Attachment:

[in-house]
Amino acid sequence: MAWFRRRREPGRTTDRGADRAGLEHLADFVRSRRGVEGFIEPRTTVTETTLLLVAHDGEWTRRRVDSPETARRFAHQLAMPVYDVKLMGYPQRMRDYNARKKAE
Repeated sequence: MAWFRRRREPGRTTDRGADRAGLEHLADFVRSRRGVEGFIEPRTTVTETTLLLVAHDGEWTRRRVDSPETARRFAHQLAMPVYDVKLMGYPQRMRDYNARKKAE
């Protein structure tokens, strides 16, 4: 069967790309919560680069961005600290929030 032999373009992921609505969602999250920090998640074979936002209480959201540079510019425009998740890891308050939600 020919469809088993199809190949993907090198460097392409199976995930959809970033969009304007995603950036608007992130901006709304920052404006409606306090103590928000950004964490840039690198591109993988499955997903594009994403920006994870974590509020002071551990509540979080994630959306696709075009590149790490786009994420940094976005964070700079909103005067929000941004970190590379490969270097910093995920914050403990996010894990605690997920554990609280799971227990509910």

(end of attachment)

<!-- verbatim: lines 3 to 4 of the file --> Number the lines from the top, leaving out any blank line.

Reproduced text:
Repeated sequence: MAWFRRRREPGRTTDRGADRAGLEHLADFVRSRRGVEGFIEPRTTVTETTLLLVAHDGEWTRRRVDSPETARRFAHQLAMPVYDVKLMGYPQRMRDYNARKKAE
């Protein structure tokens, strides 16, 4: 069967790309919560680069961005600290929030 032999373009992921609505969602999250920090998640074979936002209480959201540079510019425009998740890891308050939600 020919469809088993199809190949993907090198460097392409199976995930959809970033969009304007995603950036608007992130901006709304920052404006409606306090103590928000950004964490840039690198591109993988499955997903594009994403920006994870974590509020002071551990509540979080994630959306696709075009590149790490786009994420940094976005964070700079909103005067929000941004970190590379490969270097910093995920914050403990996010894990605690997920554990609280799971227990509910």